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When Italians go vegetarian

If it doesn’t smell good, it doesn’t taste good.. Rajat Kapoor tells Reema Gehi as they share a table at Andheri's Little Italy.

india Updated: Apr 03, 2007 20:21 IST

When I call actor-director Rajat Kapoor (not to be mistaken for Rajit Kapur), for the Star Review, he wants to get just one thing clear, “I need to have my lunch before two pm, otherwise I start getting a headache.”

I agree and fix up a 1 pm lunch date at Little Italy, Andheri. Traffic tries playing dampener but I manage to get there just 20 minutes behind schedule. My guest is all smiles.. thankfully, there are no signs of migraine, yet. We seat ourselves on the first level where Kapoor quickly browses through the menu and orders up a crostinni assorti (Rs 300).

As he devours them with obvious enjoyment, Kapoor admits being a complete home-food per son: “I rarely visit restaurants.. maybe twice a year on my wife’s or my birthday.” No meat? Veggies, it is Though the restaurant doesn’t offer non-vegetarian fare, Kapoor, a hard-core non-vegetarian, is not discouraged.

The actor, who has travelled half the globe, likes to experiment with food, something he owes to his dad.

As he puts it, “My father used to be a very strict eater who ate only north Indian food so I’ve made a conscious decision not to be that way.” Next, we call for salads: Conatadina (Rs.210) and Corleone (Rs.235), both of which earn a two thumbs up from him.

As he munches on his crisp and fresh greens, Kapoor reveals some of his culinary quirks: “The food that I am eating must smell good.. if it doesn’t then I can’t relish it.” The Mixed Doubles actor-director cooks as well, though rarely. “I can make good tuar and urad ki dal. I also make sheera with lots and lots of ghee, ” he boasts.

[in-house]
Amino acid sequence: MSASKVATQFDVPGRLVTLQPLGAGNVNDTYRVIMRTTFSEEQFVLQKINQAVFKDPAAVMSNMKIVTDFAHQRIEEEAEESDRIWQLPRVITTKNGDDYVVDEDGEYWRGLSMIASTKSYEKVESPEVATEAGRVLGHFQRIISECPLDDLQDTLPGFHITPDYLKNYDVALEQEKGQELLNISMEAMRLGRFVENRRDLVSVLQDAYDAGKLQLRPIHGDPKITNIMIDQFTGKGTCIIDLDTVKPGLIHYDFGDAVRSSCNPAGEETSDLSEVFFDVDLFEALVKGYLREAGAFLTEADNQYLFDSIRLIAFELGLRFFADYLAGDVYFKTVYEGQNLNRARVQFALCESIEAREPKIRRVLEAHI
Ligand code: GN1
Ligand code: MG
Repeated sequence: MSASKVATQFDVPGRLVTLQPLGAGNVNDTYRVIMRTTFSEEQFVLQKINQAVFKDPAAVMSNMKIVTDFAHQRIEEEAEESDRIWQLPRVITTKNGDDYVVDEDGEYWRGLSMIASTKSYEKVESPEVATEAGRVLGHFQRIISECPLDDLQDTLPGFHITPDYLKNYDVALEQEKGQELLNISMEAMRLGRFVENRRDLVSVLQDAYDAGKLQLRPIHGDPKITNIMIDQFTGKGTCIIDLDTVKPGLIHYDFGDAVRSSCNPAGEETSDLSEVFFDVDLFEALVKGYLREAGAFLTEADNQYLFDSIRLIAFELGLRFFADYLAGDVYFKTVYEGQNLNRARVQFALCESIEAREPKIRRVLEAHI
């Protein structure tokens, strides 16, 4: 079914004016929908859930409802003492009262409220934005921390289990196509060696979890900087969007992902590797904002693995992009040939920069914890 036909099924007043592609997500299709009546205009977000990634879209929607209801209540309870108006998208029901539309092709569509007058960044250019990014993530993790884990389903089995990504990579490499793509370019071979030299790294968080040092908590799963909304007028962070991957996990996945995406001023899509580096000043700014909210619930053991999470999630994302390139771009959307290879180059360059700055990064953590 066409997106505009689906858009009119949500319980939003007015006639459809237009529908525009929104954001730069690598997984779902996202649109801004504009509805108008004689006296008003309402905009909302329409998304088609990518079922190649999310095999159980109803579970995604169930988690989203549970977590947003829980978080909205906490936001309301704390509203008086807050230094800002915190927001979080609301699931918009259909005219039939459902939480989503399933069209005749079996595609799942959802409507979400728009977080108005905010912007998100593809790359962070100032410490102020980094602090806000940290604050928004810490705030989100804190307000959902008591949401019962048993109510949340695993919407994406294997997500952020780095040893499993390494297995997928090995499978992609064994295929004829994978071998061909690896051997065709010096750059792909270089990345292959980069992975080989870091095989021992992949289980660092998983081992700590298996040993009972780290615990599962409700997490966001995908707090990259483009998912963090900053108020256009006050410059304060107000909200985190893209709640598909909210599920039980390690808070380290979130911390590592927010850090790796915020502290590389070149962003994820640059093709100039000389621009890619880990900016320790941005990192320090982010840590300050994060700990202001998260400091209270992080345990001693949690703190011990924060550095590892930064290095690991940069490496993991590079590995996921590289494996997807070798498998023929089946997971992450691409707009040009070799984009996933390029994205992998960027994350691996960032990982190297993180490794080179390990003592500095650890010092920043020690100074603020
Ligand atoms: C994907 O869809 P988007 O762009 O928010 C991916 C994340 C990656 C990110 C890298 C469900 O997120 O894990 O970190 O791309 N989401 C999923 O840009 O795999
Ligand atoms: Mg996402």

While sprinkling parmesan cheese over his al pesto Genovese (Rs.275), Kapoor is suddenly overtaken by nostalgia and starts talking of his days as a student back in FTII in Pune.

The days of yore Apparently, he was a voracious eater then. “I could consume almost 10 chappatis at a time.” He also remembers the excellent coffee in Taj Hotel, Delhi: “In 1982, we used to get coffee with unlimited refill for only Rs 8. I used to discuss all my theatre projects there.” Finally, it’s time to end the meal on a sweet note and Kapoor beams. “I can eat unlimited north Indian and Bengali sweets. I also love gelatos and tiramisu, though I am not a big fan of chocolates,” he says, choosing tiramisu, which he thoroughly enjoys.

I’d have preferred a catnap after all that food, but Kapoor opts for some strong espresso while telling me that he was a tea person till sometime back: “I was a complete chai person three years back and now I have 15-20 cups of coffee a day.” And with that, my guest gulps down his hot dose of caffeine, thanks me and rushes off.